Bloomberg News

Scottish Widows Investment Bets on U.S. With Wells Fargo

February 13, 2012

(Updates S&P 500 Index level in fourth paragraph.)

Feb. 13 (Bloomberg) -- Scottish Widows Investment Partnership bought shares of U.S. banks and consumer-related companies on signs the world’s largest economy will sustain its recovery as Europe struggles to contain a debt crisis.

Edinburgh’s second-biggest fund company lifted holdings of North American shares in the fourth quarter to 59 percent of its 2.8 billion pounds ($4.4 billion) of global stocks, from 49 percent at the end of June, said William Low, who is in charge of the money. It added to Wells Fargo & Co. shares and maintained its “already high” position in PNC Financial Services Group Inc., betting they will beat European peers. Low also bought Wal-Mart Stores Inc., the world’s largest retailer.

“The U.S. economy is showing clear signs of sustainable growth,” Low said in an interview at the company’s office on Feb. 3. In Europe, it’s “more challenging to find names that we can get particularly excited about because the economic headwinds are fairly strong,” he said.

The Standard & Poor’s 500 Index is up 6.8 percent this year, after ending last year unchanged. It was up 0.6 percent at 11:40 a.m. New York time today. A report on Feb. 3 showed a more-than-forecast 243,000 jump in U.S. payrolls in January, pushing the unemployment rate to the lowest since February 2009. Gross domestic product in the U.S. will probably expand by 2.3 percent in 2012, while the euro area may shrink by 0.5 percent, according to Bloomberg surveys of economists.

Global View

Wells Fargo, based in San Francisco, has gained 11 percent this year after losing 11 percent in 2011. Bentonville, Arkansas-based Wal-Mart’s shares have risen 3.6 percent in 2012 so far, adding to last year 11 percent advance. Wells Fargo rose 1.3 percent today, while Wal-Mart was 0.2 percent higher.

BlackRock Inc. Chief Executive Officer Laurence D. Fink said last week investors should have 100 percent of their holdings in equities because they offer higher returns than bonds. Low, 45, joined Scottish Widows Investment, part of Lloyds Banking Group Plc, from BlackRock, the world’s largest money manager, in Edinburgh last April.

He is responsible for the company’s money invested in stocks worldwide. His firm oversaw 136.9 billion pounds in total at the end of September, according to its website. Standard Life Investment, the biggest money manager in the Scottish capital, has about 150 billion pounds of assets.

Standard Life is counting on the U.S. as part of a strategy to safeguard capital in its biggest fund for outside investors, Euan Munro, head of the firm’s multiasset team, said in an interview. The firm favors technology-related stocks.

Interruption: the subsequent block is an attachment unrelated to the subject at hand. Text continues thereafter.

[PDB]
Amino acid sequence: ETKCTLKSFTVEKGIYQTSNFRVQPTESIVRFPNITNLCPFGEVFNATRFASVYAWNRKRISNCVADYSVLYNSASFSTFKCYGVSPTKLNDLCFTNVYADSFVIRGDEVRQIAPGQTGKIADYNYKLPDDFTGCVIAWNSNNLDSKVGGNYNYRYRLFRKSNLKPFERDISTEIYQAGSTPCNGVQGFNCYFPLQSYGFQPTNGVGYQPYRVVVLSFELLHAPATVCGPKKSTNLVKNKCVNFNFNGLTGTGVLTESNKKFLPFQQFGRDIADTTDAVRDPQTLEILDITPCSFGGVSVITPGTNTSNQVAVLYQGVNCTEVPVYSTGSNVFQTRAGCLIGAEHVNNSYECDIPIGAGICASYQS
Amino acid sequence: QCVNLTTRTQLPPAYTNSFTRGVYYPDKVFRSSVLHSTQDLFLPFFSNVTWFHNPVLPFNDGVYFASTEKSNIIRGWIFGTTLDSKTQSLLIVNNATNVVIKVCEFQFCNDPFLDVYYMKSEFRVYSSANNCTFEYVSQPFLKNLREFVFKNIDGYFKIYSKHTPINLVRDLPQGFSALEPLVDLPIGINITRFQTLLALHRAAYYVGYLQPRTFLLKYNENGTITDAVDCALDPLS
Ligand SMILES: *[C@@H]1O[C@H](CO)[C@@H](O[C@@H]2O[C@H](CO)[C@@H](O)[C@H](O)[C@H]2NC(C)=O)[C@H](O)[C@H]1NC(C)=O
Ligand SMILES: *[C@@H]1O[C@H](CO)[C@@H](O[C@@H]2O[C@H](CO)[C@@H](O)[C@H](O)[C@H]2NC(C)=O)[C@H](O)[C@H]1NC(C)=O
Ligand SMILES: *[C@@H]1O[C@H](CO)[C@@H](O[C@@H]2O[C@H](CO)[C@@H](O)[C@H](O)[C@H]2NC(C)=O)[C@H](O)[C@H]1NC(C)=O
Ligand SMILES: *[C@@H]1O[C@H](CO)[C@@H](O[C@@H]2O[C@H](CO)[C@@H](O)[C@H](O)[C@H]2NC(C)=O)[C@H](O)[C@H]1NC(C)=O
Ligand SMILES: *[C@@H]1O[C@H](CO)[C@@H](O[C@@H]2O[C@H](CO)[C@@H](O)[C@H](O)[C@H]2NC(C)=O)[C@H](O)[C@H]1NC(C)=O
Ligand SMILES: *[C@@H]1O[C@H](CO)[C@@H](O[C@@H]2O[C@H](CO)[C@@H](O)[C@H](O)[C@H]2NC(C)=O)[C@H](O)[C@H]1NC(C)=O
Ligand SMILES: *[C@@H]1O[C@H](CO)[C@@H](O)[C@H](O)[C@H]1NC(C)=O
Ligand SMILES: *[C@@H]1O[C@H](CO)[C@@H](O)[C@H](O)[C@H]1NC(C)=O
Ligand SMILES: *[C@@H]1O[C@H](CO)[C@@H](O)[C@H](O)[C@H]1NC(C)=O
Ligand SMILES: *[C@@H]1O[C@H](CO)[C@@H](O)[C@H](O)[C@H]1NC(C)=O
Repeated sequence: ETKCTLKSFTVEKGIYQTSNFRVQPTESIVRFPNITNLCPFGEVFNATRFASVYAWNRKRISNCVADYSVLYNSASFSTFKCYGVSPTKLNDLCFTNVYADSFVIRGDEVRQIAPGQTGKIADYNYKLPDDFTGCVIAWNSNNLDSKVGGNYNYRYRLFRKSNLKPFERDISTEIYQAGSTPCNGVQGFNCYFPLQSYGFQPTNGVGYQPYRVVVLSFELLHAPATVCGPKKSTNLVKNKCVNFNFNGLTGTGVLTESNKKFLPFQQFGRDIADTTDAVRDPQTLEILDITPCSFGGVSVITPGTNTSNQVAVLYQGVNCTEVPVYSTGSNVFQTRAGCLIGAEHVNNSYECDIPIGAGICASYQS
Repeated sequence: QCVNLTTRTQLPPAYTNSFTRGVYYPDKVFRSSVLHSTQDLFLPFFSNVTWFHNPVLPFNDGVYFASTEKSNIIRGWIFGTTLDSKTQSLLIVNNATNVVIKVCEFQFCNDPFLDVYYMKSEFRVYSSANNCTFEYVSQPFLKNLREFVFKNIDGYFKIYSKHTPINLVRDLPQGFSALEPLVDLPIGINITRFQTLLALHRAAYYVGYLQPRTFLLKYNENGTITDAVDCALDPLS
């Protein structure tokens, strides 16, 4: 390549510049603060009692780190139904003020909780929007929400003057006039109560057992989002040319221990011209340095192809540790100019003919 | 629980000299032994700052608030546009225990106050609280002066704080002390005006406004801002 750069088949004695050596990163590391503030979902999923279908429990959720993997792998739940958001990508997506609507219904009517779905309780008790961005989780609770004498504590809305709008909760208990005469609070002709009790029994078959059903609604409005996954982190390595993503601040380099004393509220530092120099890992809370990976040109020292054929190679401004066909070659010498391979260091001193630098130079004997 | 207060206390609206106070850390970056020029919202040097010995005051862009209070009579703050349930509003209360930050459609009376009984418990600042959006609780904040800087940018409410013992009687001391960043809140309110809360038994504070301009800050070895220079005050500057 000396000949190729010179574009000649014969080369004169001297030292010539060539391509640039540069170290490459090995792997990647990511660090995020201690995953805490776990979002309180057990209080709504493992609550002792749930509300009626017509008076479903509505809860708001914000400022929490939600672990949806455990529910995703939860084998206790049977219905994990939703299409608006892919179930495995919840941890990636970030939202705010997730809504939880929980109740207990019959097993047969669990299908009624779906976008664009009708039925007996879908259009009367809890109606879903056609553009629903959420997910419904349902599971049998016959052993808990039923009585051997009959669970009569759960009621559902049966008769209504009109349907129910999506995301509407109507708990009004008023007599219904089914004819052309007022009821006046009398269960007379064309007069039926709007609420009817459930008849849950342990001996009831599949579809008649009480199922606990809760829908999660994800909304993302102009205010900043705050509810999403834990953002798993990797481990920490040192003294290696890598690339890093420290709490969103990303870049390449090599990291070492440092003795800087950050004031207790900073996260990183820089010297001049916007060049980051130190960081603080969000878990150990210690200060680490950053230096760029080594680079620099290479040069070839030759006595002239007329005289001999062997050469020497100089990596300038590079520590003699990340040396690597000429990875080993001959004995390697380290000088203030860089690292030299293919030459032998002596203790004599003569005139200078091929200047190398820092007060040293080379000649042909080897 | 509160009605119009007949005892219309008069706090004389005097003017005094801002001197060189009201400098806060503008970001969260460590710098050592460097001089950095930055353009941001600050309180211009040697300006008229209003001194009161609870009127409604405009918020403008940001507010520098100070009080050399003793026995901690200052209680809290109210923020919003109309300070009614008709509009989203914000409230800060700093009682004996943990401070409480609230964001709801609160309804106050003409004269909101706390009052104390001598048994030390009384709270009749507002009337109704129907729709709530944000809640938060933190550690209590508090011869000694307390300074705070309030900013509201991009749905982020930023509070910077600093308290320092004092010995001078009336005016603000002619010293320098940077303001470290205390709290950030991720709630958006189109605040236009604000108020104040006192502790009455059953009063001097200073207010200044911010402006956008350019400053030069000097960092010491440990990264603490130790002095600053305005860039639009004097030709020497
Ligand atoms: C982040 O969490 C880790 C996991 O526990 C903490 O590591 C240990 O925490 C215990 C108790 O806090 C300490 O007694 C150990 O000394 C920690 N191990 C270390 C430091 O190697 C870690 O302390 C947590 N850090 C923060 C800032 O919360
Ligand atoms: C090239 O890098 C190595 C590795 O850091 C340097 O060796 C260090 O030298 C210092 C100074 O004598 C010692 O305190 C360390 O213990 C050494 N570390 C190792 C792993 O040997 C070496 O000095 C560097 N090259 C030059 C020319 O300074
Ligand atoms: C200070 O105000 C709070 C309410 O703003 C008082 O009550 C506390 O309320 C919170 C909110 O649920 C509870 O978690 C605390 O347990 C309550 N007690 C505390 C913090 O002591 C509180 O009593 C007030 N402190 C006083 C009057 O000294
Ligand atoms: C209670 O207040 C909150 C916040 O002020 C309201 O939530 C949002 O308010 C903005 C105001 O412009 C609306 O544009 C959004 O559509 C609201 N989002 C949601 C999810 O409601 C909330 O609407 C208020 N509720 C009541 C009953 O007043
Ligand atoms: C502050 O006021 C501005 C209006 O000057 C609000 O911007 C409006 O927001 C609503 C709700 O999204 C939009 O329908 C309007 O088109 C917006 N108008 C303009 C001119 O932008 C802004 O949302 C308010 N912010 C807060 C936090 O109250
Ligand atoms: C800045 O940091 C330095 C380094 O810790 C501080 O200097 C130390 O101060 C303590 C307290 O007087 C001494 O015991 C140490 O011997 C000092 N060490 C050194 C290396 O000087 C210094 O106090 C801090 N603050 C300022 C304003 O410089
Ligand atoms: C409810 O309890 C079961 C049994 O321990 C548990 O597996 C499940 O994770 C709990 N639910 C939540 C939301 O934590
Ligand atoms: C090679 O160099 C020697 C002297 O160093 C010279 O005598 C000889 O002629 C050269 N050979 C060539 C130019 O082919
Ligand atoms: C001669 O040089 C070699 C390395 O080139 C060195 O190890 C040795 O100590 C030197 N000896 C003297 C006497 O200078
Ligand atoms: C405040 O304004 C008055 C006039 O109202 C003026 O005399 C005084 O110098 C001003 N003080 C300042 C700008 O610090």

Performance

The 19.2 million-pound SWIP Global Fund that Low manages with Iain Fulton and Stephen Corr ranked 85 out of 223 peers in the second half of 2011, losing 8.75 percent, compared with an average decline of 10.27 percent, according to research company Morningstar Inc. It gained 18 percent in the same period in 2010, trailing behind an average 19 percent gain by its peers.

The MSCI World Index of developed-market stocks lost 10 percent including dividends in the six months though Dec. 31 as the debt crisis escalated, data compiled by Bloomberg shows. That’s compared with returns of 7.3 percent and 10 percent by U.S. Treasuries and German bonds, according to indexes devised by Bank of America Corp.’s Merrill Lynch unit.

Scottish Widows Investment sold its shares in Coca-Cola Co., the world’s largest soft-drink maker, as it moved “a bit more toward slightly riskier assets,” Low said. Coca-Cola is “a classic well managed company, but is just becoming too expensive relative to the market because people were paying a high price for safety.”

Coke Ratio

Coca-Cola shares value the company at about 18 times profit compared with an average price-to-earnings ratio of 14 for members of the S&P 500 Index, Bloomberg data show. The stock is up 8 percent over the past year. Low also sold Novartis AG, Europe’s biggest drugmaker, he said. The stock has fallen 4.6 percent over the last 12 months.

Gains in European stocks partly reflect easing concern of a Greek debt default and bank failures after the European Central Bank took steps to pump more money into the financial system, though the rally might not last because of the effect of austerity measures on economies in the region, Low said.

The ECB offered unlimited three-year cash to the region’s financial institutions on Dec. 8. The central bank also cut its main refinancing rate during its November and December policy meetings, matching a record low 1 percent.

“There’s a tactical rotational rally taking place within Europe,” Low said. “I’m afraid Europe is going to remain quite tough into the future.”

--Editors: Rodney Jefferson, Tim Farrand

To contact the reporters on this story: Lukanyo Mnyanda in Edinburgh at lmnyanda@bloomberg.net

To contact the editor responsible for this story: Daniel Tilles at dtilles@bloomberg.net


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